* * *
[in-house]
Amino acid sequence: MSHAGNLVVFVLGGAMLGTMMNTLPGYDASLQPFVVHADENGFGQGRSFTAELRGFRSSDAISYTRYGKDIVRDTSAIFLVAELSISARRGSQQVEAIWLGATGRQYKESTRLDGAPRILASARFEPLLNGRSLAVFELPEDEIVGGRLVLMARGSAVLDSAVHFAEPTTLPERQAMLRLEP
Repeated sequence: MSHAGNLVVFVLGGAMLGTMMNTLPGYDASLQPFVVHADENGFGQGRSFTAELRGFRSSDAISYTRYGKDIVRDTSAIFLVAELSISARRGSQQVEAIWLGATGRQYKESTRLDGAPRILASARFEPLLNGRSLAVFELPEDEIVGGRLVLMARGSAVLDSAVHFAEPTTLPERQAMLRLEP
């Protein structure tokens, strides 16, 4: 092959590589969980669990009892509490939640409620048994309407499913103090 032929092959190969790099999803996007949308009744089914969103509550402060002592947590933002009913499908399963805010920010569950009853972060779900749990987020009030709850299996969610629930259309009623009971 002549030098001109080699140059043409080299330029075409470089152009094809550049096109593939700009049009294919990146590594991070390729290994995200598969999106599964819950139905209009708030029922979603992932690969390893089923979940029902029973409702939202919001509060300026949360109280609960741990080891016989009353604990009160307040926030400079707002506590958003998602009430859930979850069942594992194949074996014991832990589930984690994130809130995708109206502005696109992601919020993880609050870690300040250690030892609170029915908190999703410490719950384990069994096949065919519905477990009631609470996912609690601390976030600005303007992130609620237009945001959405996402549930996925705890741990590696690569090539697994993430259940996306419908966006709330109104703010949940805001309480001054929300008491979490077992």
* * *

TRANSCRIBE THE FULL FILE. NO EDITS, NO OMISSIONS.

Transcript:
[in-house]
Amino acid sequence: MSHAGNLVVFVLGGAMLGTMMNTLPGYDASLQPFVVHADENGFGQGRSFTAELRGFRSSDAISYTRYGKDIVRDTSAIFLVAELSISARRGSQQVEAIWLGATGRQYKESTRLDGAPRILASARFEPLLNGRSLAVFELPEDEIVGGRLVLMARGSAVLDSAVHFAEPTTLPERQAMLRLEP
Repeated sequence: MSHAGNLVVFVLGGAMLGTMMNTLPGYDASLQPFVVHADENGFGQGRSFTAELRGFRSSDAISYTRYGKDIVRDTSAIFLVAELSISARRGSQQVEAIWLGATGRQYKESTRLDGAPRILASARFEPLLNGRSLAVFELPEDEIVGGRLVLMARGSAVLDSAVHFAEPTTLPERQAMLRLEP
């Protein structure tokens, strides 16, 4: 092959590589969980669990009892509490939640409620048994309407499913103090 032929092959190969790099999803996007949308009744089914969103509550402060002592947590933002009913499908399963805010920010569950009853972060779900749990987020009030709850299996969610629930259309009623009971 002549030098001109080699140059043409080299330029075409470089152009094809550049096109593939700009049009294919990146590594991070390729290994995200598969999106599964819950139905209009708030029922979603992932690969390893089923979940029902029973409702939202919001509060300026949360109280609960741990080891016989009353604990009160307040926030400079707002506590958003998602009430859930979850069942594992194949074996014991832990589930984690994130809130995708109206502005696109992601919020993880609050870690300040250690030892609170029915908190999703410490719950384990069994096949065919519905477990009631609470996912609690601390976030600005303007992130609620237009945001959405996402549930996925705890741990590696690569090539697994993430259940996306419908966006709330109104703010949940805001309480001054929300008491979490077992």